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January 04, 2011


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From my personal experience as an Air Force officer, I can assure you that the armed forces sanction and reward conformity and actively discourage self-determination. Cadets are taught that professionalism is good, and that careerism (planning the details of one’s military career) is bad, but in practice the officer that does not carefully plan his career by attending to all of the prescribe milestones at the appropriate times is likely to be cast out without regard to his abilities or dedication to the service.

In the Air Force, the officer must meet certain milestones by certain dates if he is to continue in service. There are volumes of regulations that provide for this. If the officer wants to take time off to pursue other interests, he risks his career and the prospect of receiving a pension at the end. The Air Force wants fulltime officers who have no outside life in the civil community for the duration of their careers. The Air Force wants to be a separate culture apart from the culture that it is constituted to serve.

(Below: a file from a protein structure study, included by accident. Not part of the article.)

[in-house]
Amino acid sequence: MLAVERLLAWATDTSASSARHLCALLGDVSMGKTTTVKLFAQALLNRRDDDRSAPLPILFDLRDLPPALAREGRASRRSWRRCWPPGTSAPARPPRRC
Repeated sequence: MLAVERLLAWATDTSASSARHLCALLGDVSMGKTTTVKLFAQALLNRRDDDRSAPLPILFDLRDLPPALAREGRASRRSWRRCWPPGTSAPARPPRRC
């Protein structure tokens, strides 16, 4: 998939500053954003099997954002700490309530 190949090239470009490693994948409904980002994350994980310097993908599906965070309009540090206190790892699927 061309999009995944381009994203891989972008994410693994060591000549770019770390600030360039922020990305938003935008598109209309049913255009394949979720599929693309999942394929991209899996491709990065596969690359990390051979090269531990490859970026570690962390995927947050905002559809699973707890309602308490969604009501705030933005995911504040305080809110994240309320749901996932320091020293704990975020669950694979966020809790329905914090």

Mr. Kane - I just finished reading your exceptional article and wanted to thank you for putting it together. My jaw dropped at your "market alternative" for assignments. It's something I have been talking about (and pining for) for a while now.

If there were any possible criticism I would levy, it's that the personnel systems and practices are not unique to the Army...and leadership in other services may dismiss your article because they see it as "an Army problem".

So long as we all operate under DOPMA, it's an "everyone problem".

An academy degree, particularly a technical degree, coupled with a cadet that graduated at the top of the class, is much more valued in the private sector than in the military. Once you get a boss that rates you that is less talented and less interested in your potential, it becomes an easy decision to leave the military for greener pastures.

Well written and thought provoking. I look forward to reading the report from your study. Thank you, Walter

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